Older than dirt stuff

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A few weeks ago, I wrote about items that were commonly used in the 1950s and ‘60s – some you probably wouldn’t recognize today. After it was published, a reader, Bob Whitman, commented to me about the days when he and his brothers would color margarine. Now he had my attention!
He explained that this necessity took place a few years before I was born, but I can remember my parents talking about the days when margarine came on the market. It was white.
Bob said the same thing. It wasn’t really palatable to people as a substitute for butter when it was white goo. He explained there was a little yellow pouch full of coloring included with the margarine and it was the job of him and his brothers (of course there was competition to do the best job) to cut that open and mix it with the margarine. Then they would form it up a bit so that it looked more like butter when they used it.
Oh that seems really crazy now, especially since we know more about the chemical make up of margarine. I learned margarine was originally manufactured to fatten turkeys. When it killed the turkeys, the people who had put all the money into the research wanted a payback, so they put their heads together to figure out what to do with the product to get their money back. It became a spread for toast.
Margarine is less expensive than butter, but both have about the same amount of calories. Butter is slightly higher in saturated fat, but eating margarine may increase heart disease in women by 53 percent, according to a Harvard medical study.
I think most would agree that butter tastes much better than margarine and it can enhance the flavors of other foods. We always used margarine at my house when I was growing up, but when I got married, that was the end of that. Dan’s family was all about butter and that is all we have used since. I can’t even imagine going back to margarine now.
To continue with those wonderful items from the past, let’s talk about metal skates. Everyone I knew in elementary school had the skates that hooked onto your shoes. A key was used to open the toe clamps, which would spread wide. You slid your shoe in and then put the clamps back against your shoe and tightened it with the key again. The rest of the skate buckled around your ankle.
Once hooked up, you could skate all over the neighborhood on the blacktop area. If you fell down, there was not only the scrape on your knee, but also the shoe skate always came loose from the toe of the shoe. My father grew up on a street that was made of bricks and he said skating on those was really tough and bumpy, so there were lots of falls.
In the 1950s and ‘60s, chrome bumpers and white wall tires were signs of a really nice car. We looked forward to the gleam of those wide bumpers, but when a car had an accident, it was quite expensive to fix the chrome. That’s probably why we don’t have those anymore.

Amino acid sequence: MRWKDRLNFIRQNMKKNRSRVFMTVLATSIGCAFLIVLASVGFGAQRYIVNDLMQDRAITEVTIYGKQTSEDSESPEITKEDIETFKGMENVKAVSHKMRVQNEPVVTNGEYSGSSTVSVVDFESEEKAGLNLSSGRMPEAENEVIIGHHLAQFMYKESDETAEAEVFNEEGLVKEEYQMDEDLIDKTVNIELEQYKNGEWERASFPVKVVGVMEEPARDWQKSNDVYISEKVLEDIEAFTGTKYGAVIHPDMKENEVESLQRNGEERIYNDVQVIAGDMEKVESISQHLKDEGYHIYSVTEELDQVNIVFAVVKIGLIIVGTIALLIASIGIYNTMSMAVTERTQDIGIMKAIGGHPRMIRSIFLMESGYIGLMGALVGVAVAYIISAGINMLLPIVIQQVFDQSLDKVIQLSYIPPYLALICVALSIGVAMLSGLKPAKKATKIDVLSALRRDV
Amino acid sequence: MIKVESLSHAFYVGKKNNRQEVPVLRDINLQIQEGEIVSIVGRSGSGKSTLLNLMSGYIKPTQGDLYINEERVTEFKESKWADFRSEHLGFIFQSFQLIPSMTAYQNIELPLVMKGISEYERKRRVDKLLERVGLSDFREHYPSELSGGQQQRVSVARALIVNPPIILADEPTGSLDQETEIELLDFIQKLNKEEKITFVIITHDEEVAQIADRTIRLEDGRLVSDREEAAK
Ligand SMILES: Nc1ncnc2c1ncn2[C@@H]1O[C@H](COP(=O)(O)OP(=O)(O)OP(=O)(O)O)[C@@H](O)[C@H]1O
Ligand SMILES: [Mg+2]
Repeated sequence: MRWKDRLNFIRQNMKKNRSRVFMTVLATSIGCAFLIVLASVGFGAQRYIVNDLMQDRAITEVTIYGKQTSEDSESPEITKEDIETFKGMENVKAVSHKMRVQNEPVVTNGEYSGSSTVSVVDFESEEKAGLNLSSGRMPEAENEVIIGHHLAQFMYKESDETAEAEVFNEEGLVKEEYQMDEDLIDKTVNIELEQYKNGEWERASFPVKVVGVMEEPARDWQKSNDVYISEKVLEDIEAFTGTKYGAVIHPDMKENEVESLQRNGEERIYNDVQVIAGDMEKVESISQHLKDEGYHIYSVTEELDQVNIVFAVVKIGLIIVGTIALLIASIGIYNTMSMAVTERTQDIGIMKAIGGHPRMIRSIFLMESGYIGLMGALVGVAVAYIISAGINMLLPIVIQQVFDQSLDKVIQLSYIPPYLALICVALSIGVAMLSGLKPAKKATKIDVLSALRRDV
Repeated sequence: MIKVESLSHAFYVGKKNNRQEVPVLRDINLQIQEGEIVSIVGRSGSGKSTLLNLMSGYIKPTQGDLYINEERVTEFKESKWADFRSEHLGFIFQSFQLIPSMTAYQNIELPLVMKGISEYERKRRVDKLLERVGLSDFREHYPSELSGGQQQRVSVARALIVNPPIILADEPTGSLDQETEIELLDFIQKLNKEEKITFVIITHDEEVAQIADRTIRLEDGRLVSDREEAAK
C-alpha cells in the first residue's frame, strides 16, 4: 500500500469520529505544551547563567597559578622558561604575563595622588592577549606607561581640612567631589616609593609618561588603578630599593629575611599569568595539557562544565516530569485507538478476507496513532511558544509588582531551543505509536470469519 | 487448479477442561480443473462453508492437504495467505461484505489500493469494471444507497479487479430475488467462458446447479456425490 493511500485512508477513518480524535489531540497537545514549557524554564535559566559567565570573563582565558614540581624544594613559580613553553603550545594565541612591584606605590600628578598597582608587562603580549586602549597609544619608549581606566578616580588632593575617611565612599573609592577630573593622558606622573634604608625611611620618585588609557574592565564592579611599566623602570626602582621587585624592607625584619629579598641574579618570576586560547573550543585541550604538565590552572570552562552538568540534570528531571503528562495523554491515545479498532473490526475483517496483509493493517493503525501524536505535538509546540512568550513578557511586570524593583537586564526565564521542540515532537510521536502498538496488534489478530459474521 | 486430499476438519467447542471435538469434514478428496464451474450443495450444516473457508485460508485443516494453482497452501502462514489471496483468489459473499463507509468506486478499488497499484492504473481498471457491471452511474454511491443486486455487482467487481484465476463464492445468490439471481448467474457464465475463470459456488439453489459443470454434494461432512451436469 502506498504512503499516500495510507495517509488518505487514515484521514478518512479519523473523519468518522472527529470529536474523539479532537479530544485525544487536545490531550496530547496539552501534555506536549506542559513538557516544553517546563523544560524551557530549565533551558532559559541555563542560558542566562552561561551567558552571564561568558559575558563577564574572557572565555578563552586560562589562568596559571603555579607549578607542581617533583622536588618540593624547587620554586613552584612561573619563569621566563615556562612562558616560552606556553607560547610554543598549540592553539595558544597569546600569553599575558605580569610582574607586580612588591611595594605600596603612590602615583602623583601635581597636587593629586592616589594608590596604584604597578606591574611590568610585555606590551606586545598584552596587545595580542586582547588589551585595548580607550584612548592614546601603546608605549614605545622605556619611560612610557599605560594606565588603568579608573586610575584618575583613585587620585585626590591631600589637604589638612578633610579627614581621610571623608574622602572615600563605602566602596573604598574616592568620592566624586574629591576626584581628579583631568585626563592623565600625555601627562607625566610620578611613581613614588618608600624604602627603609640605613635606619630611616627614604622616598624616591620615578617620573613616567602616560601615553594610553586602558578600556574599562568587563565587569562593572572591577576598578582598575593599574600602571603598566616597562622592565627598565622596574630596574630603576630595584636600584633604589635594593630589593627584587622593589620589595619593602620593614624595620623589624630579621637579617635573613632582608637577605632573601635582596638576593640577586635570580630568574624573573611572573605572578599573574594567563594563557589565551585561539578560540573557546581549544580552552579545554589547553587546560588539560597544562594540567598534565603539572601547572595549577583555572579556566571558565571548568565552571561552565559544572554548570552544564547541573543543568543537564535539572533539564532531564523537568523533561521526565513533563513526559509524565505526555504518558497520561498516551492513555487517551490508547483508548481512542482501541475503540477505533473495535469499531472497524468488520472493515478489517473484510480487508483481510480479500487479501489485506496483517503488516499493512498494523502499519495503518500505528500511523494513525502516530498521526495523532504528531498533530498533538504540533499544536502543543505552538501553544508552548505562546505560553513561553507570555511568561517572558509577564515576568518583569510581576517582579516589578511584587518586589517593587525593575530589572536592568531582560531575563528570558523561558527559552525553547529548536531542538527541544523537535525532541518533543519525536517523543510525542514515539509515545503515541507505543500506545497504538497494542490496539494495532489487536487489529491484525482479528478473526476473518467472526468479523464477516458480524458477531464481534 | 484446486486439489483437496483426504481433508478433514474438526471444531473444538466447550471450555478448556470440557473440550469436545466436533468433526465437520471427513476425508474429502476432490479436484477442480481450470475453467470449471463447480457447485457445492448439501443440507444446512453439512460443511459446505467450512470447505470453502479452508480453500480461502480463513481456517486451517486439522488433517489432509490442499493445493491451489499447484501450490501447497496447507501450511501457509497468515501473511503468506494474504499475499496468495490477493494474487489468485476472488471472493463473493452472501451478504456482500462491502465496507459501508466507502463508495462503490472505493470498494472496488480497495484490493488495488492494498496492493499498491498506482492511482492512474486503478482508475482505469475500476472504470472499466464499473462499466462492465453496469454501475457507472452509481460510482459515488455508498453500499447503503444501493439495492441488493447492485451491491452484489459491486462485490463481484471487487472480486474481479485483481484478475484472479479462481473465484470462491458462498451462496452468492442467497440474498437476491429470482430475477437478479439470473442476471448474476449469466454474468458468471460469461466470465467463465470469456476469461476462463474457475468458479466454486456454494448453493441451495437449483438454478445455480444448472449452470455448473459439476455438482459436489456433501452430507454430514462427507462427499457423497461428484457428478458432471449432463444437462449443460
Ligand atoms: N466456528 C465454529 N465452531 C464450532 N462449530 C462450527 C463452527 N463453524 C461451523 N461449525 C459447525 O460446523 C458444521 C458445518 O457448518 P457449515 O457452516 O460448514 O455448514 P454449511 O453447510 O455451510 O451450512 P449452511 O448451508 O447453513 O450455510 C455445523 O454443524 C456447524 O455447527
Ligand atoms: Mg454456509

Tires were not all black on those cars in the 1960s. They had white walls, which at one point might have been as much as six inches wide around the outside of the tire. We thought they looked beautiful when the car was driving down the street. If a car tire scraped the curb, the white walls would get black marks on them, so it was very common to polish the white walls on your car. As we moved into the ‘70s and ‘80s, the whitewalls became narrower and finally disappeared. Maybe that’s about when steel belted radial tires came in.
When I first came to Marysville in the early 1970s, every gas station had a guy who pumped your gas. It was certainly not permitted to do it yourself. When you pulled into the station, the car would trip a bell and an attendant would come to the car. You told him how much gas to put in and he even washed all the windows. Oh how nice that was. Payment was taken right from the car. There was no getting out, no hassle. Oh my gosh, that was the way it was for so long and now everything is so streamlined. It’s hard to even remember that day.
When I realized I was going to have to pump my own gas, I thought maybe my hands would be all smelly with gasoline, but that hasn’t been a problem. Most modern pumps are made to be user friendly.
The exception to all this is the states of New Jersey and Oregon, where it is illegal to pump your own gas. The lawmakers believe you could blow yourself up. In fact, in Oregon there is a $500 fine if you touch the pump and are not employed by the gas station.
Now we move on to the ridiculously big camcorders of the 1980s. They measured about 18×12 inches and I don’t know how much they weighed, but they were heavy. We splurged and made it a Christmas present for us one year. After all, we had two young boys who had many activities to record. Mostly we used the camcorder to record them as they wrestled in middle school and high school. It was great for them to see the match later at home as we played the tape through our cassette player.
Unfortunately even though I’m smaller than my husband, I had to do the filming because he wanted to watch the match. I was watching the match, too, but through the camera lens. Sometimes there would be tipping and spinning of it because I was trying to help whichever son was wrestling at the time. Also, I had to stop cheering loudly for them since the camcorder recorded the sound. The boys called it screaming into the camera.
Of course, now we have tiny phones in comparison to those big camcorders, and we can record anything we want very easily, wherever we are, and then just email it to someone. Oh how life has changed.
(Melanie Behrens – melb@marysvillejt.com)



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